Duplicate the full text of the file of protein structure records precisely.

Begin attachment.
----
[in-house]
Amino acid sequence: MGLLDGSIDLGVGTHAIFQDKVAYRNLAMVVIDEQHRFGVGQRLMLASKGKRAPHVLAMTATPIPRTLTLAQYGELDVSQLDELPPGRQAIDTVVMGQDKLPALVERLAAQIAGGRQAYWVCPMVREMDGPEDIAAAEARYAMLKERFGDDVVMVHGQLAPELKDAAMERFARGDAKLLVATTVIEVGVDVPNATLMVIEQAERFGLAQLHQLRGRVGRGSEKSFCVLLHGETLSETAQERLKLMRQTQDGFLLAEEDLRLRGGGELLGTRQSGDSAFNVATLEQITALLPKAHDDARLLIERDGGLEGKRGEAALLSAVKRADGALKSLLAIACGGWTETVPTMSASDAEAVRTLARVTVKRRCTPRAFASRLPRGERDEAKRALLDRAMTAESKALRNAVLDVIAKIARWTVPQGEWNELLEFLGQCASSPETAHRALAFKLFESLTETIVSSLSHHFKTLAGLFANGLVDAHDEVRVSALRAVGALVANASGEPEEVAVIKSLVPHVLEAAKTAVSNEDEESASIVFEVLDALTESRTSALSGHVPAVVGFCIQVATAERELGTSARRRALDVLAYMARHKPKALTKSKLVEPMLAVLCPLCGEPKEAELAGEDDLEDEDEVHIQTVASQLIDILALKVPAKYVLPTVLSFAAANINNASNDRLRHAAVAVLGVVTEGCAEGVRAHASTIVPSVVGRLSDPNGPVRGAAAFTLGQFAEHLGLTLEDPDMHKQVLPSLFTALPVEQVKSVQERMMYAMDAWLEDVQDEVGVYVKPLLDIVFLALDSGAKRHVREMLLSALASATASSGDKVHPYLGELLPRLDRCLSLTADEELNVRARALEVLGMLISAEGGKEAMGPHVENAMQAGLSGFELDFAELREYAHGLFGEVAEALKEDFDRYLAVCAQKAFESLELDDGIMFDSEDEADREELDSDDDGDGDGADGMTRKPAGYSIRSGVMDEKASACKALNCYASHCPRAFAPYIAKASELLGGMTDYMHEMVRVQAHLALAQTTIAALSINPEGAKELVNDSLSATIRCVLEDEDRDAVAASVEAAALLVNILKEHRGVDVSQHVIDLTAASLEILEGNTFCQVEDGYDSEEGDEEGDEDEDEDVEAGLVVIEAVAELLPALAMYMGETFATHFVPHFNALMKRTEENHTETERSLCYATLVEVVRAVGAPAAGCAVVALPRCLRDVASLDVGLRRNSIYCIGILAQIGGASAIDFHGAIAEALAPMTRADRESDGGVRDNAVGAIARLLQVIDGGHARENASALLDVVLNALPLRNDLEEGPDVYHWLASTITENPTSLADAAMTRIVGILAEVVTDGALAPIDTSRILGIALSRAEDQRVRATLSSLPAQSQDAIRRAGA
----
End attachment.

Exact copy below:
[in-house]
Amino acid sequence: MGLLDGSIDLGVGTHAIFQDKVAYRNLAMVVIDEQHRFGVGQRLMLASKGKRAPHVLAMTATPIPRTLTLAQYGELDVSQLDELPPGRQAIDTVVMGQDKLPALVERLAAQIAGGRQAYWVCPMVREMDGPEDIAAAEARYAMLKERFGDDVVMVHGQLAPELKDAAMERFARGDAKLLVATTVIEVGVDVPNATLMVIEQAERFGLAQLHQLRGRVGRGSEKSFCVLLHGETLSETAQERLKLMRQTQDGFLLAEEDLRLRGGGELLGTRQSGDSAFNVATLEQITALLPKAHDDARLLIERDGGLEGKRGEAALLSAVKRADGALKSLLAIACGGWTETVPTMSASDAEAVRTLARVTVKRRCTPRAFASRLPRGERDEAKRALLDRAMTAESKALRNAVLDVIAKIARWTVPQGEWNELLEFLGQCASSPETAHRALAFKLFESLTETIVSSLSHHFKTLAGLFANGLVDAHDEVRVSALRAVGALVANASGEPEEVAVIKSLVPHVLEAAKTAVSNEDEESASIVFEVLDALTESRTSALSGHVPAVVGFCIQVATAERELGTSARRRALDVLAYMARHKPKALTKSKLVEPMLAVLCPLCGEPKEAELAGEDDLEDEDEVHIQTVASQLIDILALKVPAKYVLPTVLSFAAANINNASNDRLRHAAVAVLGVVTEGCAEGVRAHASTIVPSVVGRLSDPNGPVRGAAAFTLGQFAEHLGLTLEDPDMHKQVLPSLFTALPVEQVKSVQERMMYAMDAWLEDVQDEVGVYVKPLLDIVFLALDSGAKRHVREMLLSALASATASSGDKVHPYLGELLPRLDRCLSLTADEELNVRARALEVLGMLISAEGGKEAMGPHVENAMQAGLSGFELDFAELREYAHGLFGEVAEALKEDFDRYLAVCAQKAFESLELDDGIMFDSEDEADREELDSDDDGDGDGADGMTRKPAGYSIRSGVMDEKASACKALNCYASHCPRAFAPYIAKASELLGGMTDYMHEMVRVQAHLALAQTTIAALSINPEGAKELVNDSLSATIRCVLEDEDRDAVAASVEAAALLVNILKEHRGVDVSQHVIDLTAASLEILEGNTFCQVEDGYDSEEGDEEGDEDEDEDVEAGLVVIEAVAELLPALAMYMGETFATHFVPHFNALMKRTEENHTETERSLCYATLVEVVRAVGAPAAGCAVVALPRCLRDVASLDVGLRRNSIYCIGILAQIGGASAIDFHGAIAEALAPMTRADRESDGGVRDNAVGAIARLLQVIDGGHARENASALLDVVLNALPLRNDLEEGPDVYHWLASTITENPTSLADAAMTRIVGILAEVVTDGALAPIDTSRILGIALSRAEDQRVRATLSSLPAQSQDAIRRAGA